Devon is a good kid. No, scratch that. She’s a great kid. A fantastic kid. And that’s the problem. She is great because she is hard on herself. So is that what drives her to give birth in her bathroom while her mother’s at work, discarding the baby in a bag of trash behind her house? After is the story of what happens to Devon after she makes that most terrible decision.
I was really impressed with this book… right until the end. I’ll get there in a second, though. What really struck me as intriguing while I was reading this book that I really, really liked Devon. Sure, she did this horrible, awful thing (I mean, I have done some pretty crappy stuff in my life, but I have never given birth, cut my baby’s umbilical cord with nail clippers, and shoved the baby in a trashbag to be thrown away in the dump), yet she is inherently likable. I think it’s because you truly feel sorry for her. Efaw has created a character that you just want to hug. Yeah, she screwed up. Big time. Hugely big time. And absolutely, she should be punished. But her baby lived. And while she doesn’t seem sorry, at least not until the end of the book, you just… like her. She’s a driven kid. She has a stellar GPA. She’s a leader in her soccer world. And then she goes and does this terrible thing.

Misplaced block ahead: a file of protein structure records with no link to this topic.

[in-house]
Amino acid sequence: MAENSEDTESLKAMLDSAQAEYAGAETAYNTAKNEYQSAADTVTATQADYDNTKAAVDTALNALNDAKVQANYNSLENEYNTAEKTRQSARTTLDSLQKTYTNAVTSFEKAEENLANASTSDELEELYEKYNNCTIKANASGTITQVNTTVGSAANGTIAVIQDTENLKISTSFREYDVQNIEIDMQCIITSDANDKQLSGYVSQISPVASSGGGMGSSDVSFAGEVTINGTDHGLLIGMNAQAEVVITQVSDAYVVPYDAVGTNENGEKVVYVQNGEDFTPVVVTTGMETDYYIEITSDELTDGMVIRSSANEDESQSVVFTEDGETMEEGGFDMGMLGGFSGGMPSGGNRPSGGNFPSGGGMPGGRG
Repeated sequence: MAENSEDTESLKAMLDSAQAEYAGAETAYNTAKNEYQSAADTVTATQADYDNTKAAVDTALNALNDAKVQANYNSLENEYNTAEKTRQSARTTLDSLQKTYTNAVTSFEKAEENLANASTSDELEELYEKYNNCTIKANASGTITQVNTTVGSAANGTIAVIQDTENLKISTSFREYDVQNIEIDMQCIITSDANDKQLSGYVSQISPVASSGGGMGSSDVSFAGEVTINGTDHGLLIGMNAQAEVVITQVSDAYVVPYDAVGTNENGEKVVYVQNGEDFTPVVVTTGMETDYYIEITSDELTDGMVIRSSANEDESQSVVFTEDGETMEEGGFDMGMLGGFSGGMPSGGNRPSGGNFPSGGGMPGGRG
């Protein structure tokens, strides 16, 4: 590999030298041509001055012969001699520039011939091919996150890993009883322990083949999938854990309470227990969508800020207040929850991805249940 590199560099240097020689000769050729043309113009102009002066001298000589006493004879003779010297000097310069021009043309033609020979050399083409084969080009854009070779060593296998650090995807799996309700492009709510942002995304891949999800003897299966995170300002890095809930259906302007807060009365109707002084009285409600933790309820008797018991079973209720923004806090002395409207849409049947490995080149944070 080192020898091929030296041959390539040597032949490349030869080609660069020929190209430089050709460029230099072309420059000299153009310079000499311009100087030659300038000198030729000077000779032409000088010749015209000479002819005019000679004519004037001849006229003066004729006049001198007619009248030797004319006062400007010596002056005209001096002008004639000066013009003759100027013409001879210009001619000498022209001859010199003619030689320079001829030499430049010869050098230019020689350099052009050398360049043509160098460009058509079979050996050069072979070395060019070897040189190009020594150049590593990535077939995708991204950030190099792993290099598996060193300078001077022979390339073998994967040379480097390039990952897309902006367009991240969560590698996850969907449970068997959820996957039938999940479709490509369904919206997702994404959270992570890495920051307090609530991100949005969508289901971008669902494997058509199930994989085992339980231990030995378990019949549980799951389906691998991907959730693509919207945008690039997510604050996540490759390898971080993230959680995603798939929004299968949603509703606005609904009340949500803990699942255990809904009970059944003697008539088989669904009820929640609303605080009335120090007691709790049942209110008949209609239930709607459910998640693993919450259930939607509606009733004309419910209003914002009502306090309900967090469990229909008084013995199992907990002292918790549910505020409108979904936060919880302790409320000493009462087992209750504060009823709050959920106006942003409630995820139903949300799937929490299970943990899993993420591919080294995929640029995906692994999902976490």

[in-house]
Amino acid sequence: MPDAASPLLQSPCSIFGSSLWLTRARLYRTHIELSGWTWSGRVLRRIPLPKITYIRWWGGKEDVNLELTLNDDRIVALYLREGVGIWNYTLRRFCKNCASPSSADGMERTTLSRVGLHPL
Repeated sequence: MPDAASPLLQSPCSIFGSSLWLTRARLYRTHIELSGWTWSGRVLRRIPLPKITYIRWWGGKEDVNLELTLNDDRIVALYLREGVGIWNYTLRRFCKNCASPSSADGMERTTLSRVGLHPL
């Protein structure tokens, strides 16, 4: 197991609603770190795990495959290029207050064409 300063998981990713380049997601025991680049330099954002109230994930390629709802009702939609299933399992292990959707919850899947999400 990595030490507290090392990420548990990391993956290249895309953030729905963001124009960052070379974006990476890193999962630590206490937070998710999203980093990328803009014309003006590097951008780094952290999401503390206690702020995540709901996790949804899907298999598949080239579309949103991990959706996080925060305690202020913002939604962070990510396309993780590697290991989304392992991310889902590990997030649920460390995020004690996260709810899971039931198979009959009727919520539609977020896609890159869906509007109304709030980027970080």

One thing I really liked is Devon’s interactions between assorted people, especially the relationships she has with her mom and Dom, her lawyer. They’re both critical relationships, but really very different. And when you see her interacting with her mom, well, you can kind of understand why she did what she did. Efaw’s portrayal of these relationships was well-done through dialogue, not “telling,” which as a creative writing minor in college I can tell you is the worst writing sin you could possibly commit.
What got bummed me out at the end of the novel (AND YES, THIS IS SPOILER ALERT TIME! REPEAT, SPOILER ALERT!) was how it ended way, way too neatly. Devon has a ephiany, she understands in an instant why she did what she did, and bam, she wants to be punished for it. Um. No thank you. This is fiction, not 7th Heaven, and it’s freaking okay to make your characters’ lives not end perfectly. This really knocked an otherwise compelling book off its awesome pedestal.